“Do you ever take God’s name in vain?” asks a minister of the gospel of one of these herd laddies.

“Na, na, sir; God’s children -never sweer.”

“You are one of his children, then? When did that come about?”

“Weel, sir,” says the lad, “it was at the Mertimiss term last year, when I gaed hame to see my father’s fouk. I wonnert when I saw a’ things sae sair changed. My father was changed, an’ the hoose was changed-like. An’ my father, he prayed afore the supper an’ after the supper, an’ he never used to say a grace at a’. An’ syne he said, ‘Fesh ben the buik;’ an’ he read, an’ he sang, an’ syne they a’ ‘gaed doon upon their knees, an’ I never saw that afore. An’ my father he prayed, an I grat, an’ we a’ grat, an’ I was convertit that nicht. That was Mertirniss last year, ye ken, an’ I never could sweer sin’ syne.”

The full meaning of all this can be comprehended only by those who know what a northern bothy used to be.  There, if anywhere on earth, Satan was wont to have his seat; now, however, to some extent the “strong man’ has been displaced by a stronger than he.

The greater number carne by rail, which, in this way serving God as well as man, seemed to anticipate the day when “holiness to the Lord’ shall be upon the bells of the horses, and doubtless also on the whistles of the engines. In one carriage prayer is being offered for a special blessing on the meetings. In another the Word is read with comments, homely enough, but well-seasoned with a devout spirit and a gracious experience. In a third a distressed soul is being lovingly dealt with; difficulties are cleared away, and the cross lifted up before the eye of the afflicted sinner. High over all, and above even the din of the train, is heard the voice of holy song. One group is singing “Rock of Ages, cleft for me;” in another part of the train you can hear the splendid burst of the ancient church,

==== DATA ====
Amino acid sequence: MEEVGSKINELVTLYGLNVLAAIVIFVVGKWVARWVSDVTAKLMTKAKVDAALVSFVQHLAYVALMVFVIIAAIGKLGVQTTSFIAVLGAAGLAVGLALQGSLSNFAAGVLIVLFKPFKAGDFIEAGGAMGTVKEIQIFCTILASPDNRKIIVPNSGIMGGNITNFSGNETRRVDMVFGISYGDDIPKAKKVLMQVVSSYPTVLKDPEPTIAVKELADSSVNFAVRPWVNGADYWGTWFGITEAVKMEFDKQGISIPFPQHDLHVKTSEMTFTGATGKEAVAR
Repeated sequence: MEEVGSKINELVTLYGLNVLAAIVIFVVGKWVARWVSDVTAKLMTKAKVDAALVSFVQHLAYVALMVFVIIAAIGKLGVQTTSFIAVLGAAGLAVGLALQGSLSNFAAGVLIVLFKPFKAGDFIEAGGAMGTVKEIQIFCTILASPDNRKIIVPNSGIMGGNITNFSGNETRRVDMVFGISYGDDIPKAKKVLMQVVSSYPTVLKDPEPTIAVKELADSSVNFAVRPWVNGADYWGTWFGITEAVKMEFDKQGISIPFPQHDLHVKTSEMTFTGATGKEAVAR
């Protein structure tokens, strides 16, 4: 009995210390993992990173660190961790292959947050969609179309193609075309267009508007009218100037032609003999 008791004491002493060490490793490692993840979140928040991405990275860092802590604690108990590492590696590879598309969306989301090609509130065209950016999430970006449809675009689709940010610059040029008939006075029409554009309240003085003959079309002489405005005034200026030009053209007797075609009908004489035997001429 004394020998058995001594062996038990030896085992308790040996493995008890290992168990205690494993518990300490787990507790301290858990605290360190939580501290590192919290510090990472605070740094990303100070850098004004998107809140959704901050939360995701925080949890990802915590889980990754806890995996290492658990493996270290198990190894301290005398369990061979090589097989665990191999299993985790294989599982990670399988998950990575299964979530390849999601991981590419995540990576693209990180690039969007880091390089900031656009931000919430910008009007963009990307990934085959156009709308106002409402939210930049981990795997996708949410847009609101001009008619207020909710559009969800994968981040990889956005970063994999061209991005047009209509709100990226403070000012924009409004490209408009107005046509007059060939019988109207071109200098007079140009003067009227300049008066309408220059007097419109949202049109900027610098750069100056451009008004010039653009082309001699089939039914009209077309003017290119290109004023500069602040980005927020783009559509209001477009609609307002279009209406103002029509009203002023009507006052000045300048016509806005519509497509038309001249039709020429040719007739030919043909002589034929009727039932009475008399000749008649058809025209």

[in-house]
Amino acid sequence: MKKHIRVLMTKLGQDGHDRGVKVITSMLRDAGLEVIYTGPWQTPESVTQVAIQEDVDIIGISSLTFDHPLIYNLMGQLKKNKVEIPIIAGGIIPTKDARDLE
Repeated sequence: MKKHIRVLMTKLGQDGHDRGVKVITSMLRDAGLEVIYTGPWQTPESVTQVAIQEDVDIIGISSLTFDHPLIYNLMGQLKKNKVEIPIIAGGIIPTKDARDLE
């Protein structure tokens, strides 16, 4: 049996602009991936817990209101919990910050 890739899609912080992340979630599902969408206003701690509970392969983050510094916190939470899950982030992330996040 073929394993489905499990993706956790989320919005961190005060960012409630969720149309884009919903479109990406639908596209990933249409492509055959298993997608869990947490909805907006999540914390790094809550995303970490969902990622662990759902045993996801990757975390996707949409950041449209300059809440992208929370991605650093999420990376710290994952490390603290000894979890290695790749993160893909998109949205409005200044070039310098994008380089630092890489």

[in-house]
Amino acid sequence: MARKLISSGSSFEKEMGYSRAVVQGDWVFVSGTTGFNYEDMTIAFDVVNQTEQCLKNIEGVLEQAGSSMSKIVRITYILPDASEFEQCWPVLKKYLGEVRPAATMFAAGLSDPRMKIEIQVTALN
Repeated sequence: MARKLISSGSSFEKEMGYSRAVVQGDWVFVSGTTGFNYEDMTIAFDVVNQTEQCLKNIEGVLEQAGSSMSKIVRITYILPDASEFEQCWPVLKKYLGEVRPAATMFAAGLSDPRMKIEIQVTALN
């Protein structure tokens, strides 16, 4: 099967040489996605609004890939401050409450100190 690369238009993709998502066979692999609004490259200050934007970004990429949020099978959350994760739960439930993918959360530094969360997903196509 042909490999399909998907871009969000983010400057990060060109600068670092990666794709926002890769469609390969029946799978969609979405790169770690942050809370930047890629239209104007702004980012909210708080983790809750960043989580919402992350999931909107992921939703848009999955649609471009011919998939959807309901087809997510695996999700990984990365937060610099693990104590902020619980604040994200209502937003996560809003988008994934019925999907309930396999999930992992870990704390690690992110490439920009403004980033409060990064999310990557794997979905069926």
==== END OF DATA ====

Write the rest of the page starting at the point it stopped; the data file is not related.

“All people that on earth do dwell, sing to the Lord with cheerful voice.”

A traveller who has left his religion at home—perhaps because it was scarcely worth the carriage—is to be pitied, for in escaping from one compartment to another he finds that he is only out of the pan and into the fire. It would be a curious turning of the tables if some day this poor foolish world should be so filled with purity, goodness, and the love of God, that the few remaining sinners, to escape the gentle persecution of light and grace, should flee for refuge to dens and caves of the earth. Then, indeed, the        church would be “fair as the moon, clear as the sun, and — – terrible as an army with banners.”

The services were characterised by the fervour and simplicity of the prayers, the heartiness and jubilance of the praises, and the variety, directness, and power of the addresses, full as these were of the richest truths of the gospel, and fragrant with the perfumes of the one great Name. In love, joy, and unanimity, the believers seemed to anticipate the general assembly of the Church of the

first-born in heaven, and the triumphant services before the throne. On the other hand, the deep shadows of eternal verities seemed to rest on the minds of the unconverted, not a few of whom found Him whom they sought after, and sometimes, ere the tears were dry on their cheeks, were beginning to “rejoice with joy unspeakable and full of glory.”